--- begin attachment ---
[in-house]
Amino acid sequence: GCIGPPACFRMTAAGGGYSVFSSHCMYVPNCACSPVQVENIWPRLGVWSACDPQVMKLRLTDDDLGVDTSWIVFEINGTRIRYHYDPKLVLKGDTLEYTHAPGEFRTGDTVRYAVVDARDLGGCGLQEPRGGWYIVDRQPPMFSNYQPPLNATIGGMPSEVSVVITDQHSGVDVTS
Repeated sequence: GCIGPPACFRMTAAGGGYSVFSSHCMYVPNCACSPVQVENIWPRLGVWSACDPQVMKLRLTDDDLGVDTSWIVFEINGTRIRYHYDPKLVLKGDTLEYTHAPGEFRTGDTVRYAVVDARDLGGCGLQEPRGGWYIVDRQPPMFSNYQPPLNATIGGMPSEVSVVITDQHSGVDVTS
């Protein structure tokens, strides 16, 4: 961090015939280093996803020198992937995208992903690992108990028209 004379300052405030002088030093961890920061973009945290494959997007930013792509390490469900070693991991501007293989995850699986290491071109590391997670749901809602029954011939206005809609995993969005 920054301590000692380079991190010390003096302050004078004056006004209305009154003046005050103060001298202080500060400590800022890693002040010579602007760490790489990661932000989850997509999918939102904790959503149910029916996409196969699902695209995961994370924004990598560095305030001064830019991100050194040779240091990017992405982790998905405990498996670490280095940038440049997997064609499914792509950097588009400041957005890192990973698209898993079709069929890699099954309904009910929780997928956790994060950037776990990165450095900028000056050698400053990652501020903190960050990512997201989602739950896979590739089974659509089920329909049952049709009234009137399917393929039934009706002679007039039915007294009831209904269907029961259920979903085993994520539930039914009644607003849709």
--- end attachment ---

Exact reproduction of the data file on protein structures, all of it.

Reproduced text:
[in-house]
Amino acid sequence: GCIGPPACFRMTAAGGGYSVFSSHCMYVPNCACSPVQVENIWPRLGVWSACDPQVMKLRLTDDDLGVDTSWIVFEINGTRIRYHYDPKLVLKGDTLEYTHAPGEFRTGDTVRYAVVDARDLGGCGLQEPRGGWYIVDRQPPMFSNYQPPLNATIGGMPSEVSVVITDQHSGVDVTS
Repeated sequence: GCIGPPACFRMTAAGGGYSVFSSHCMYVPNCACSPVQVENIWPRLGVWSACDPQVMKLRLTDDDLGVDTSWIVFEINGTRIRYHYDPKLVLKGDTLEYTHAPGEFRTGDTVRYAVVDARDLGGCGLQEPRGGWYIVDRQPPMFSNYQPPLNATIGGMPSEVSVVITDQHSGVDVTS
């Protein structure tokens, strides 16, 4: 961090015939280093996803020198992937995208992903690992108990028209 004379300052405030002088030093961890920061973009945290494959997007930013792509390490469900070693991991501007293989995850699986290491071109590391997670749901809602029954011939206005809609995993969005 920054301590000692380079991190010390003096302050004078004056006004209305009154003046005050103060001298202080500060400590800022890693002040010579602007760490790489990661932000989850997509999918939102904790959503149910029916996409196969699902695209995961994370924004990598560095305030001064830019991100050194040779240091990017992405982790998905405990498996670490280095940038440049997997064609499914792509950097588009400041957005890192990973698209898993079709069929890699099954309904009910929780997928956790994060950037776990990165450095900028000056050698400053990652501020903190960050990512997201989602739950896979590739089974659509089920329909049952049709009234009137399917393929039934009706002679007039039915007294009831209904269907029961259920979903085993994520539930039914009644607003849709």